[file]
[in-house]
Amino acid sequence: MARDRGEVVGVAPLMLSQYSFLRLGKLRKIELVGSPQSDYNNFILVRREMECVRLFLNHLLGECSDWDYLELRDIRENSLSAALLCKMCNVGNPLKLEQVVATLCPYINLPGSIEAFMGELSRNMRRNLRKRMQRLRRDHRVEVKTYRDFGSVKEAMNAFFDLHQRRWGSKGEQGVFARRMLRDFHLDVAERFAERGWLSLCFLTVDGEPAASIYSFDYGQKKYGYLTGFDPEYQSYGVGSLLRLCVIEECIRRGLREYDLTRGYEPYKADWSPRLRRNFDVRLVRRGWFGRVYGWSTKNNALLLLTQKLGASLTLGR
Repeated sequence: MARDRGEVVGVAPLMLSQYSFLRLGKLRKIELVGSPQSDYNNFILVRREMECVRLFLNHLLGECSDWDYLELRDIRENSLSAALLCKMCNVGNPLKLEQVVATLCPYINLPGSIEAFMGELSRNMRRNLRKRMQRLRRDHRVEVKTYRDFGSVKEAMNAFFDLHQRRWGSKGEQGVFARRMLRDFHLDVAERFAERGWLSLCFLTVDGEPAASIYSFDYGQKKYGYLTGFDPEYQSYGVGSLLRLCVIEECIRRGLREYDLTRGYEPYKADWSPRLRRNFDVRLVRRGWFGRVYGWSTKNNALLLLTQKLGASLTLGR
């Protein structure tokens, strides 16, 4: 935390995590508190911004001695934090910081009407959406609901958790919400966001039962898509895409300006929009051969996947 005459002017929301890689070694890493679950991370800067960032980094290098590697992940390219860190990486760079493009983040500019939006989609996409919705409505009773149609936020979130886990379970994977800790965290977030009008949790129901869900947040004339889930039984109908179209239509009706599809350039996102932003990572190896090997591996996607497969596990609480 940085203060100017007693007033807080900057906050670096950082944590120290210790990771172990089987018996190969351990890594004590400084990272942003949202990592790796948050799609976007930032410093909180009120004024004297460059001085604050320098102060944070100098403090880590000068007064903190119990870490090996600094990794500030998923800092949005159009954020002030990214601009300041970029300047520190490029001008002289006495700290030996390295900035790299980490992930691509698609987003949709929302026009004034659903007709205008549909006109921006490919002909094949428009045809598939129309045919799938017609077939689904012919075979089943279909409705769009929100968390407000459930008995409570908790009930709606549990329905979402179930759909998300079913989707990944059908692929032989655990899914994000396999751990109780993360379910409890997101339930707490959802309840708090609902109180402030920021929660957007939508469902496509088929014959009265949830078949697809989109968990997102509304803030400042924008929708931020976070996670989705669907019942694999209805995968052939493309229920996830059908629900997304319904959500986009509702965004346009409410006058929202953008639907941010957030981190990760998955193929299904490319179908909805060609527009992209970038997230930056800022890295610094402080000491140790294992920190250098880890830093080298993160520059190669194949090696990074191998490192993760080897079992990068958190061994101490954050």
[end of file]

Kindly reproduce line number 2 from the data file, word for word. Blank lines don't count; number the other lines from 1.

Amino acid sequence: MARDRGEVVGVAPLMLSQYSFLRLGKLRKIELVGSPQSDYNNFILVRREMECVRLFLNHLLGECSDWDYLELRDIRENSLSAALLCKMCNVGNPLKLEQVVATLCPYINLPGSIEAFMGELSRNMRRNLRKRMQRLRRDHRVEVKTYRDFGSVKEAMNAFFDLHQRRWGSKGEQGVFARRMLRDFHLDVAERFAERGWLSLCFLTVDGEPAASIYSFDYGQKKYGYLTGFDPEYQSYGVGSLLRLCVIEECIRRGLREYDLTRGYEPYKADWSPRLRRNFDVRLVRRGWFGRVYGWSTKNNALLLLTQKLGASLTLGR